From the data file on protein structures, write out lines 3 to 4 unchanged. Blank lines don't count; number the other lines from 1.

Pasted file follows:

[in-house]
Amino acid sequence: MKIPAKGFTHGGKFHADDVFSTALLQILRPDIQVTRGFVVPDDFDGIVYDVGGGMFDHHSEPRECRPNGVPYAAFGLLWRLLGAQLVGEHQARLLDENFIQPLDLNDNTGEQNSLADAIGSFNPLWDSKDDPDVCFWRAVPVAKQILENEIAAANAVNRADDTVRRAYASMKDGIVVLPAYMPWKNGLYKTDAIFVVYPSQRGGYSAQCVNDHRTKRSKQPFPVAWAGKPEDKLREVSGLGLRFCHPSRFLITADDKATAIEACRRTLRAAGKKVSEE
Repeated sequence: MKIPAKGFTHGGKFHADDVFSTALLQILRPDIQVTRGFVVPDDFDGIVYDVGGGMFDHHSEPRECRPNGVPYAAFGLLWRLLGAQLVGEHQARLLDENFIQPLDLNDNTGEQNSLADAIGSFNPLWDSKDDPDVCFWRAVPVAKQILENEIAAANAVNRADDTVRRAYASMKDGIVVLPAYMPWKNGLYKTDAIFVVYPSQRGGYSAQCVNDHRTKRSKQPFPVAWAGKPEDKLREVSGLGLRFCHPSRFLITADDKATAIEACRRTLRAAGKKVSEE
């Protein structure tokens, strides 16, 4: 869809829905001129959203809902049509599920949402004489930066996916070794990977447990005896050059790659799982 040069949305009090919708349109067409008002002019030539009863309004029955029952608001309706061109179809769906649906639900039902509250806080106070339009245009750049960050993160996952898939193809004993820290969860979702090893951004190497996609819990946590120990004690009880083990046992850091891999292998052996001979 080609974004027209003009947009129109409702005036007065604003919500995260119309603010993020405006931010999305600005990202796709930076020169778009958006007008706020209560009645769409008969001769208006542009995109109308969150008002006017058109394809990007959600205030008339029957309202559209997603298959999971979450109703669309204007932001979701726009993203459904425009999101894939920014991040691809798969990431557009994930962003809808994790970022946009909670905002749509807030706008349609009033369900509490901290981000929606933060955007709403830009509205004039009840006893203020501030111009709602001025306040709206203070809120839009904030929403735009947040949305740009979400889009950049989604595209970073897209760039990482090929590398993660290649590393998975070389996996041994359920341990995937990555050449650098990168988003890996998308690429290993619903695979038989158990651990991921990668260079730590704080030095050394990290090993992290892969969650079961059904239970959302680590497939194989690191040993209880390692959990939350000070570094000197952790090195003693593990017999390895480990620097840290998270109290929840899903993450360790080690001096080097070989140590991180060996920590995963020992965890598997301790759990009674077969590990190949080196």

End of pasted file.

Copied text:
Repeated sequence: MKIPAKGFTHGGKFHADDVFSTALLQILRPDIQVTRGFVVPDDFDGIVYDVGGGMFDHHSEPRECRPNGVPYAAFGLLWRLLGAQLVGEHQARLLDENFIQPLDLNDNTGEQNSLADAIGSFNPLWDSKDDPDVCFWRAVPVAKQILENEIAAANAVNRADDTVRRAYASMKDGIVVLPAYMPWKNGLYKTDAIFVVYPSQRGGYSAQCVNDHRTKRSKQPFPVAWAGKPEDKLREVSGLGLRFCHPSRFLITADDKATAIEACRRTLRAAGKKVSEE
């Protein structure tokens, strides 16, 4: 869809829905001129959203809902049509599920949402004489930066996916070794990977447990005896050059790659799982 040069949305009090919708349109067409008002002019030539009863309004029955029952608001309706061109179809769906649906639900039902509250806080106070339009245009750049960050993160996952898939193809004993820290969860979702090893951004190497996609819990946590120990004690009880083990046992850091891999292998052996001979 080609974004027209003009947009129109409702005036007065604003919500995260119309603010993020405006931010999305600005990202796709930076020169778009958006007008706020209560009645769409008969001769208006542009995109109308969150008002006017058109394809990007959600205030008339029957309202559209997603298959999971979450109703669309204007932001979701726009993203459904425009999101894939920014991040691809798969990431557009994930962003809808994790970022946009909670905002749509807030706008349609009033369900509490901290981000929606933060955007709403830009509205004039009840006893203020501030111009709602001025306040709206203070809120839009904030929403735009947040949305740009979400889009950049989604595209970073897209760039990482090929590398993660290649590393998975070389996996041994359920341990995937990555050449650098990168988003890996998308690429290993619903695979038989158990651990991921990668260079730590704080030095050394990290090993992290892969969650079961059904239970959302680590497939194989690191040993209880390692959990939350000070570094000197952790090195003693593990017999390895480990620097840290998270109290929840899903993450360790080690001096080097070989140590991180060996920590995963020992965890598997301790759990009674077969590990190949080196």